These three legs of the stool support the seat, which is financial optimization. Even though people do a lot of green sustainable things for good reasons, their motivation increases substantially when you put a return on investment in it. If they can actually save significant amounts of money, building owners and operators will be faster at adopting these smart building technologies. 

Another part of what defines a smart building is that it is not part of the old building automation world, where you had one system by one manufacturer and up to eight to 10 systems in one building. In our world, a smart building is open, interoperable, integrated and Internet protocol (IP)-centered. This means you identify every electrical and mechanical device in a building, you IP-enable it, attach it to the network and are able to control and monitor it. Once that is accomplished, the next logical step is to start analyzing the data coming from it to change your processes and procedures. 

Lastly, you can start getting machines to talk to machines and automate the processes it takes to run and operate a building. That's a smart building!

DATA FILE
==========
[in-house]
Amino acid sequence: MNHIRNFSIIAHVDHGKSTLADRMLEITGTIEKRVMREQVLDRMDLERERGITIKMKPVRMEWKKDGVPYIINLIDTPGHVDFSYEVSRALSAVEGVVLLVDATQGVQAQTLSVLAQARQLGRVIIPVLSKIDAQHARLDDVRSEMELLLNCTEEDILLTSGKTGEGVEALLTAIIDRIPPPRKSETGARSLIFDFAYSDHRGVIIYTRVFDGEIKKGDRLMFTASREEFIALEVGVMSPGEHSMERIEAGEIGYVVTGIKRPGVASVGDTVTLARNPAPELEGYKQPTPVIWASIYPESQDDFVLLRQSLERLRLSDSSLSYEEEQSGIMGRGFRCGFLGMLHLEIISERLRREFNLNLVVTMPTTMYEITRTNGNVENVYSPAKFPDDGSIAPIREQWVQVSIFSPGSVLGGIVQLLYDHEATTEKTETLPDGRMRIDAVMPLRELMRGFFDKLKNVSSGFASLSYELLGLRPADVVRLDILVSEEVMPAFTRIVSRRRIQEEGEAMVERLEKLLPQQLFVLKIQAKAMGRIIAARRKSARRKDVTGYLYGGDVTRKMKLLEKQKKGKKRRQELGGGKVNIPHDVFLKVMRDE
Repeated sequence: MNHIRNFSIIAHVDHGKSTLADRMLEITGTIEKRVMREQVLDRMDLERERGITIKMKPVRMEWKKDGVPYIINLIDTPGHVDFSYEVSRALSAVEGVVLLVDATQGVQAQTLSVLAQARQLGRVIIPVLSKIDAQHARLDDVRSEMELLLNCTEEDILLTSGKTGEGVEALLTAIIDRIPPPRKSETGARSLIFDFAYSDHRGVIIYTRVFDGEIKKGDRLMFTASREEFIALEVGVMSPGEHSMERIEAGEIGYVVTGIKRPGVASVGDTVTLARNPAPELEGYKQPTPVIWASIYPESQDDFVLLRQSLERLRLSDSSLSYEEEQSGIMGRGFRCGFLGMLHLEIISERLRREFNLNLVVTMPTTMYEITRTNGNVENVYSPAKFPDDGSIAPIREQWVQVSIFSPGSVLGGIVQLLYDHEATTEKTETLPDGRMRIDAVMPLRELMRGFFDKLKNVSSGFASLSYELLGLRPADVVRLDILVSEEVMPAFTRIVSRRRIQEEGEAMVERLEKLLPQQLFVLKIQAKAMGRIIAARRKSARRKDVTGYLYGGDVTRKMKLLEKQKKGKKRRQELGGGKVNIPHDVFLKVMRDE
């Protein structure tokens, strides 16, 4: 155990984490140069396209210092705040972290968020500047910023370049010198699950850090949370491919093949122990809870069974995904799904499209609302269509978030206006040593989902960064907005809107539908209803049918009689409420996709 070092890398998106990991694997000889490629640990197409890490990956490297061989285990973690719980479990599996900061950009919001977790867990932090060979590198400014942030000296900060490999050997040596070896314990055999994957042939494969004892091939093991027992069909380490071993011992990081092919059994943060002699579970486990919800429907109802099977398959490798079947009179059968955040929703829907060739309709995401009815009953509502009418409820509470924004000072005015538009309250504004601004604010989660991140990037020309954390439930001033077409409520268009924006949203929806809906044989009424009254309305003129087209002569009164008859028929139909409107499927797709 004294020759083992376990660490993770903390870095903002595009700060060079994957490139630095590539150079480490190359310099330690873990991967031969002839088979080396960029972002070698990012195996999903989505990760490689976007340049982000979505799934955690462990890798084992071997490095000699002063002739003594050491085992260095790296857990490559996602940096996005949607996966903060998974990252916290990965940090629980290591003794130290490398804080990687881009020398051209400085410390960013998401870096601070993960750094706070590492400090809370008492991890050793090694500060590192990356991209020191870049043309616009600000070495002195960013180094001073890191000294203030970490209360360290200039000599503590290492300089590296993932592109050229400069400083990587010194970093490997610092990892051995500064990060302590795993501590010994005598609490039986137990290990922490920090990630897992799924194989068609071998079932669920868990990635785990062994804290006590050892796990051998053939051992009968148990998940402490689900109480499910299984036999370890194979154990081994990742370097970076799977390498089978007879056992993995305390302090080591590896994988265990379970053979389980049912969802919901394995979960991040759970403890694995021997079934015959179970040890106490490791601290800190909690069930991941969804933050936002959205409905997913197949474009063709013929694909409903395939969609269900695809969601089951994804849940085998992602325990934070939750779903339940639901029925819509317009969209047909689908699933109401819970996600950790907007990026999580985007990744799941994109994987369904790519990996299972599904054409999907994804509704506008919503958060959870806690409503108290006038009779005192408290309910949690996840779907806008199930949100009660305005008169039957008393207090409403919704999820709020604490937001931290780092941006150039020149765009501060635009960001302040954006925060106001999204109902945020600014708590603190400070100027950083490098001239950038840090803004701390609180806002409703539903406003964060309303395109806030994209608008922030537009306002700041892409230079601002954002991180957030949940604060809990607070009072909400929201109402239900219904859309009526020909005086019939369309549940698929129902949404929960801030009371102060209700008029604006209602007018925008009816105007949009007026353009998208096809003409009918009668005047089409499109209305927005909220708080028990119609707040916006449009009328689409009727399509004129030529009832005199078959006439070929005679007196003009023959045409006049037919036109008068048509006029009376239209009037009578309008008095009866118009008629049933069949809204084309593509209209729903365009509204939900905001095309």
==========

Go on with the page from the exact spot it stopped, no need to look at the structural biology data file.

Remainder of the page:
NREI: Have we reached the phase of “how” rather than “if” yet when it comes to building new smart buildings and converting existing properties to smart buildings? How far are we from the “early adopter” phase of this technology?

Jim Young: I’d say 95 percent of the world is still focused on, “Why should we do this?” I believe we have absolutely jumped the chasm and it is no longer a function of if, but, rather, how. We are actually moving from early adopter to early majority and that's evidenced by the increase in case studies we have on our IBcon program this year. The amount of activity in the space in just the last six to nine months is probably six times greater than it's been over the last 10 years. We've got 30-plus sessions and 30-plus case studies demonstrating that these buildings work. 

NREI: What are some of the new things you’re seeing in the smart building movement and industry?

Jim Young: We are seeing new things, but we've been seeing new things for a while–everything from fire extinguishers to parking gates and bathroom systems, all with sensors allowing them to be connected to a network. Once you put them on a network, you no longer require people to manually check on them. No more driving around checking vending machines.